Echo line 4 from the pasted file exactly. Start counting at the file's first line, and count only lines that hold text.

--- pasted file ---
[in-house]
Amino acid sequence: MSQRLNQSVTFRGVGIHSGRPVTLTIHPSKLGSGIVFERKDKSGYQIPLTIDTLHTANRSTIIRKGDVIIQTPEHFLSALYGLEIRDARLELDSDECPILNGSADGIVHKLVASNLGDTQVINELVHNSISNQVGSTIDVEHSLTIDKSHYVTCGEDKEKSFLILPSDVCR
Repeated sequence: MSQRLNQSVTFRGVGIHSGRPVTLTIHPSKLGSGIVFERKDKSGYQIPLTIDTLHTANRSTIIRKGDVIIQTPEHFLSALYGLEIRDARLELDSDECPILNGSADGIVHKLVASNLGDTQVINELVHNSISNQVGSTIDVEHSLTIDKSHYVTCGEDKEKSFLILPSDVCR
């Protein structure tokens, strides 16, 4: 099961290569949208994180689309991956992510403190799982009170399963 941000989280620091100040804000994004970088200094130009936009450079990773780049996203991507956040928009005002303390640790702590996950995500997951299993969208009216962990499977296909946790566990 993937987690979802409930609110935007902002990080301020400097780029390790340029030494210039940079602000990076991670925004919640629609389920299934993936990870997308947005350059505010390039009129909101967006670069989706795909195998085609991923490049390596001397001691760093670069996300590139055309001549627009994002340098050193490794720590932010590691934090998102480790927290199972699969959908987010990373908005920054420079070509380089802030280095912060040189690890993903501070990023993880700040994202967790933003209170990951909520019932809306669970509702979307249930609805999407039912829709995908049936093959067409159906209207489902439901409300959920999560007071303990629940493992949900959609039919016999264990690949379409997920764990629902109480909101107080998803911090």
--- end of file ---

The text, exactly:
């Protein structure tokens, strides 16, 4: 099961290569949208994180689309991956992510403190799982009170399963 941000989280620091100040804000994004970088200094130009936009450079990773780049996203991507956040928009005002303390640790702590996950995500997951299993969208009216962990499977296909946790566990 993937987690979802409930609110935007902002990080301020400097780029390790340029030494210039940079602000990076991670925004919640629609389920299934993936990870997308947005350059505010390039009129909101967006670069989706795909195998085609991923490049390596001397001691760093670069996300590139055309001549627009994002340098050193490794720590932010590691934090998102480790927290199972699969959908987010990373908005920054420079070509380089802030280095912060040189690890993903501070990023993880700040994202967790933003209170990951909520019932809306669970509702979307249930609805999407039912829709995908049936093959067409159906209207489902439901409300959920999560007071303990629940493992949900959609039919016999264990690949379409997920764990629902109480909101107080998803911090």